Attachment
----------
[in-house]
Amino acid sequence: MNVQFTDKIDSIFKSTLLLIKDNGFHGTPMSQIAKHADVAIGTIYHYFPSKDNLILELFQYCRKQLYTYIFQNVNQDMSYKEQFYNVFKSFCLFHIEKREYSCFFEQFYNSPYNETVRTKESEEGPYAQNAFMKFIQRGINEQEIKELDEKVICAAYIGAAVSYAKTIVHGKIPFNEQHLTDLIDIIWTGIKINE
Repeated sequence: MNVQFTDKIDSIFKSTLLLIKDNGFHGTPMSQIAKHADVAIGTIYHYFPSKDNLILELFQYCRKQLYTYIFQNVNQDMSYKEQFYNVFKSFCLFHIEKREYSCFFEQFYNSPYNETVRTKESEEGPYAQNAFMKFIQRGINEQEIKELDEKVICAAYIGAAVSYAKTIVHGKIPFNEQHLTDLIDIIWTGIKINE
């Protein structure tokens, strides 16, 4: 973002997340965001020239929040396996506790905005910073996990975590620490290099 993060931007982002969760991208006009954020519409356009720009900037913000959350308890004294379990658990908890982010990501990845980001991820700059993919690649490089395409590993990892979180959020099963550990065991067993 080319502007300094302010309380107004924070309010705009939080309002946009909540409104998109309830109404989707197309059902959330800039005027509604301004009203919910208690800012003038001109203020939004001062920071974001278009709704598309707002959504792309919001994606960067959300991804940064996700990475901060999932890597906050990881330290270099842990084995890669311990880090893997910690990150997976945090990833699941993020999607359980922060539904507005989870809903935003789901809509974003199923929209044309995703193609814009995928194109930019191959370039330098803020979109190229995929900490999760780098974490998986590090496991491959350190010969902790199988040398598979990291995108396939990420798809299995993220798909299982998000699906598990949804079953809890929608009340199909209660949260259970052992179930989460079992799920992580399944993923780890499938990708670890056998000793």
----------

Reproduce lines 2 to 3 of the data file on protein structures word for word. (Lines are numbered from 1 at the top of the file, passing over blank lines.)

Amino acid sequence: MNVQFTDKIDSIFKSTLLLIKDNGFHGTPMSQIAKHADVAIGTIYHYFPSKDNLILELFQYCRKQLYTYIFQNVNQDMSYKEQFYNVFKSFCLFHIEKREYSCFFEQFYNSPYNETVRTKESEEGPYAQNAFMKFIQRGINEQEIKELDEKVICAAYIGAAVSYAKTIVHGKIPFNEQHLTDLIDIIWTGIKINE
Repeated sequence: MNVQFTDKIDSIFKSTLLLIKDNGFHGTPMSQIAKHADVAIGTIYHYFPSKDNLILELFQYCRKQLYTYIFQNVNQDMSYKEQFYNVFKSFCLFHIEKREYSCFFEQFYNSPYNETVRTKESEEGPYAQNAFMKFIQRGINEQEIKELDEKVICAAYIGAAVSYAKTIVHGKIPFNEQHLTDLIDIIWTGIKINE